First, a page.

[colug-432] Publicizing technical events (Re: Hadoop interest ?)

Tom Hanlon tom at functionalmedia.com
Wed Dec 15 14:33:31 EST 2010


On Wed, Dec 15, 2010 at 1:51 PM, Jeff Frontz <jeff.frontz at gmail.com> wrote:

> Argh, I keep forgetting that this mailing list is set to "replies only go
> to the original poster" (is that a per-subscriber setting?  I HATE it...).
>  I sent this out yesterday, but only to Christopher.
> ---------- Forwarded message ----------
> From: Jeff Frontz <jeff.frontz at gmail.com>
> Date: Tue, Dec 14, 2010 at 12:03 PM
> Subject: Publicizing technical events (Re: [colug-432] Hadoop interest ?)
> To: Christopher Stolfi <stolfi at gmail.com>
> Several of us have been talking about how to better publicize technical
> events around town.  The default answers seem to be "put it on techlife
> columbus and tweet it up to everyone you know, as well as put it out to
> every sect's local mailing list that you can find".  These aren't the most
> satisfying.  Techlife columbus, er, ohio (a meetup) tends to be dominated by
> marketing, finance, SEO, and other non-technical things -- as well as lately
> being the target of spam -- and is eschewed by a huge proportion of the
> technical contingent; twitter similarly suffers from lack of mass appeal
> (I'm assuming because of the even lower SNR and otherwise "toy-like" sense
> about it-- it reminds me of netnews suffering from ADHD).  And the whole
> "figure out all the lists, which ones are still active, which ones require a
> secret handshake,..." is not a lot of fun either.
> I keep hoping there will be a solution that makes itself apparent but
> nothing seems to spring up.  I think there needs to be something that can be
> tailored to your interests (both technical as well as geographic) but that
> still alerts you to things that attract larger than usual interest (e.g.,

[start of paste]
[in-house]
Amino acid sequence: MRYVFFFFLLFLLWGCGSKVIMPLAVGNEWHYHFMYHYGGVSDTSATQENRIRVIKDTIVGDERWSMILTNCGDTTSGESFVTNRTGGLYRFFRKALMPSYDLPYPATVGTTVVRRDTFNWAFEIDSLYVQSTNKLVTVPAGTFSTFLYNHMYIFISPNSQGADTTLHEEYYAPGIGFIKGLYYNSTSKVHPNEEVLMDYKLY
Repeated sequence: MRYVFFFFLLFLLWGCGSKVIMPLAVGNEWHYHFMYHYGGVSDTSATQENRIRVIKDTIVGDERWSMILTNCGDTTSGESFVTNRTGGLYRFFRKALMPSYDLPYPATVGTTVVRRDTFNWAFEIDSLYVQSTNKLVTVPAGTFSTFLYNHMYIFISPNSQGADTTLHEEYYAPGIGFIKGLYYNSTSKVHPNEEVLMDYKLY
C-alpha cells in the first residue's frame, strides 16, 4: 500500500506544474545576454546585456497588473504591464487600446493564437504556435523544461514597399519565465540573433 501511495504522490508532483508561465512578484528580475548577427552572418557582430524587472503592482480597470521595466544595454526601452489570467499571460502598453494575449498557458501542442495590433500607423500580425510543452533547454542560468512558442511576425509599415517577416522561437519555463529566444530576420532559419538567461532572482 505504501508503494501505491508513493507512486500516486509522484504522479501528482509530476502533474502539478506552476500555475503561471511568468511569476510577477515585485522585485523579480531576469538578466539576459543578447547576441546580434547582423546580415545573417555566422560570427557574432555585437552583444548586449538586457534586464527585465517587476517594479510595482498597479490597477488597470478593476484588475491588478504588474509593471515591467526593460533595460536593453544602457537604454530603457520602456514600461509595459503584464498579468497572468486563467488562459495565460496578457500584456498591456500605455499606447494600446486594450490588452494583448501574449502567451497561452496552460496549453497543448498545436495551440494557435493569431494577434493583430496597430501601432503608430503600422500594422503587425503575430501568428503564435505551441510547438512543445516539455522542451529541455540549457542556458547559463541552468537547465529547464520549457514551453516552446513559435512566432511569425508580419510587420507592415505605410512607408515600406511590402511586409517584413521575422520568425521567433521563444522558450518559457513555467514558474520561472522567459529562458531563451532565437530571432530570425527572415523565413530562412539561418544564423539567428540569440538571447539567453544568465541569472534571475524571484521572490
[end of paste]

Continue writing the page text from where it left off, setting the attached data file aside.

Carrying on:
> tell me about linux, C/C++, and embedded things in the 614 and surrounding
> area codes, tell me about anything that registers above a 5 on the
> I-just-made-this-up-techno-buzz scale in the 614 and surrounding area codes,
> above a 10 across the state, above a 20 in the surrounding states, and above
> a 20 in the 408 area code -- where the technobuzz scale takes into account
> local as well as non-local interest, weighting a little heavier on non-local
> interest).  There is a site that could be almost like this (the name escapes
> me, but it's based in the UK and focuses on software developers) but it
> hasn't quite gotten the critical mass it needs.
> Anybody want to work on something to make a site/service like that?
I would work on it only if all participants got to use their favorite new
We could mongo/mashup/membase/hadoop it :-)
Rails it Grails it Groovy and lighty it !!

Enough joking around.. What would perhaps be useful and might be a subset of
the functionality that you envision.. would be an aggregator of all the
local mail lists, group blogs, individual publications that  are somehow
Columbus or Ohio based, and technical and then use lucene or other full text
document indexer to deliver a faceted search interface to the sources.

Of course.. Spam, anonymizing emails etc come into play.

Just a thought.. I did  not know for example that there was a Ruby Brigade.

With Lucene as your indexer faceted search comes for free. I have no
experience configuring it, so just a pointer for now.

Another note..
Both MySQL and Cloudera Hadoop community seem to favor using meetup.com. At
least pre borged MySQL that is.


> Jeff
> On Tue, Dec 14, 2010 at 11:32 AM, Christopher Stolfi <stolfi at gmail.com>wrote:
>> Is there a better place to bring this topic up (hopefully to get a bit
>> more traction)?
>> -s
>> On Mon, Dec 13, 2010 at 10:33 AM, Scott Merrill <skippy at skippy.net>
>> wrote:
>> > On Mon, Dec 13, 2010 at 10:05 AM, Christopher Stolfi <stolfi at gmail.com>
>> wrote:
>> >> I'm more of an Operations guy, so learning how to make these things
>> >> withstand failures is tops on my list....
>> >
>> > +1 from me, for the same reason.
>> >
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